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[Op-Ed] Lee Hoi-chang and Lee Yong-hoon

Posted May. 18, 2009 14:22,   


The controversy surrounding Supreme Court Justice Shin Young-chul was caught on the radar of minor conservative Liberty Forward Party Chairman Lee Hoi-chang, who is well-known for his strong commentary on political and social issues. At a party meeting and on a television program, former judge Lee said, "Collective action by judges cannot be justified no matter what. It is up to judges instead of the institution to protect judicial independence.” He added, “Genuine judicial independence has been protected by the conviction, courage and sacrifice of individual judges who must make their own rulings regardless of intervention from the Supreme Court chief justice.”

Lee got his first job on the bench in 1981 at age 46. He earned the reputation of being a single-minded judge since he frequently sided with the minority opinion in rulings made under a system of agreement from all justices. His comments hold significant weight given his previous career regardless of his recent performance as a politician. It would have been more desirable if Supreme Chief Justice Lee Yong-hoon said those exact words earlier. Of course, a politician and the Supreme Court chief justice are different positions, but nevertheless, it is unusual for the latter to do nothing about the week-long collective action by judges undertaken in the form of "meetings."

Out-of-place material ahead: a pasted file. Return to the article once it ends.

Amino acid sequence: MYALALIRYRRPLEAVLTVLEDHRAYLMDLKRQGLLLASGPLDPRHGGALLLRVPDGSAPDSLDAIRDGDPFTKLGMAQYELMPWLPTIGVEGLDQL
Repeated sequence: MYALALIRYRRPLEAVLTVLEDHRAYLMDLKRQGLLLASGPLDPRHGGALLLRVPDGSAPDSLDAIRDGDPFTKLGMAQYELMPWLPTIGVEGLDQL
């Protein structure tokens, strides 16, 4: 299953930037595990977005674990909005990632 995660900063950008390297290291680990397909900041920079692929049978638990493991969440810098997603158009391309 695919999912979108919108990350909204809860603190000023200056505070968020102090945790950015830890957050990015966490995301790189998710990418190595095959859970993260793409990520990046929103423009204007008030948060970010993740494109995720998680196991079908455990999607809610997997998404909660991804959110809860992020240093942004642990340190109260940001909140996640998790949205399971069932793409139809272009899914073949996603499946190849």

When controversy over Shin’s intervention in trials was first raised in March, Lee Yong-hoon told reporters, “Judges should not be swayed by insignificant matters.” This was an appropriate and sharp-witted response as the chief of the judiciary. Unfortunately, his thoughts were not consistently delivered to judges. It was appropriate for Lee Yong-hoon to issue a "stern warning" to Shin, a measure within the boundaries of the recommendation from the Supreme Court’s ethics review panel.

If the chief justice continues to keep silent about the collective action of many judges in courts nationwide, however, his inaction could send "misleading" signs. If he remains silent on the collective backlash of judges over his decision not to discipline Shin, he could come off as tolerating "judicial populism." If he continues to keep mum about the outright disregard for his final decision that came after much thought and the crumbling order within the judiciary, the branch of government is failing miserably as an organization, let alone as a constitutional authority. The public could be led into believing that Lee Yong-hoon agrees with the judges involved in the collective action.

Editorial Writer Yuk Jeong-soo (sooya@donga.com)